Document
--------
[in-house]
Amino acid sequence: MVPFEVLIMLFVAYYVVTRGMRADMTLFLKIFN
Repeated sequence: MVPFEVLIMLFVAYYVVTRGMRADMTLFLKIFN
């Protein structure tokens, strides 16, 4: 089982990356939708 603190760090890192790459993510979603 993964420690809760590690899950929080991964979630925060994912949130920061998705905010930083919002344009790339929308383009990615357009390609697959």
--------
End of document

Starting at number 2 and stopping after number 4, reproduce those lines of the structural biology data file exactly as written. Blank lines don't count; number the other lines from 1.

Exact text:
Amino acid sequence: MVPFEVLIMLFVAYYVVTRGMRADMTLFLKIFN
Repeated sequence: MVPFEVLIMLFVAYYVVTRGMRADMTLFLKIFN
């Protein structure tokens, strides 16, 4: 089982990356939708 603190760090890192790459993510979603 993964420690809760590690899950929080991964979630925060994912949130920061998705905010930083919002344009790339929308383009990615357009390609697959």